edited by Ralph E. Tarter, $39.50, New York, Oxford University Press, 1983.
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The Child at Psychiatric Risk is a collection of articles that define the relatively new frontier of behavioral genetics. Most of the authors, themselves, have made significant contributions to the field within the past decade. The stated goal is to describe those children at risk for the development of a psychiatric disorder because of genetic or biologic factors. The reader then may be inspired either to participate in research or develop clinical applications (p v). The chapters encompass hyperactivity, developmental disabilities, affective disorders, alcoholism, antisocial personality, and neurotic disorders.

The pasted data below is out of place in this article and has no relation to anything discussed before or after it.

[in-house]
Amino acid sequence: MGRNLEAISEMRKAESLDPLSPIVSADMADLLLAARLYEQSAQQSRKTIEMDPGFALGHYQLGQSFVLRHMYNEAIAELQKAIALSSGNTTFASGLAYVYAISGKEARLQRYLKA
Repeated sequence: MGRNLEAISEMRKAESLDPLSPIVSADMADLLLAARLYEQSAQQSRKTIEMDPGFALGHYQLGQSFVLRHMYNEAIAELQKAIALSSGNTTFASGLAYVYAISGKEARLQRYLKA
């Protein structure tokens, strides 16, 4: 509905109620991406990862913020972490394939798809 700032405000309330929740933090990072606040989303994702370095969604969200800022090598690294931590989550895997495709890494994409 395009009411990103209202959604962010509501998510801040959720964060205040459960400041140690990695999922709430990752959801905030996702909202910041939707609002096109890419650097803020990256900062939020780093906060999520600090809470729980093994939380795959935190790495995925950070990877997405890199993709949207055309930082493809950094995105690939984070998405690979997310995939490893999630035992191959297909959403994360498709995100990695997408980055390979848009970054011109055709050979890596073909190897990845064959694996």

Although the volume is not written for pediatricians, but rather for "psychiatrists, neuroscientists, psychologists, educators, and epidemiologists as well as policy analysts and administrators" (p v), the practicing pediatrician will find the clinical implications fascinating and of pragmatic value in counseling parents, in adoption evaluations, and in flagging high-risk children who would benefit from preventive efforts. In fact, Eysenck's cautiously advanced
YATES A. The Child at Psychiatric Risk. Am J Dis Child. 1984;138(5):511-512. doi:10.1001/archpedi.1984.02140430087032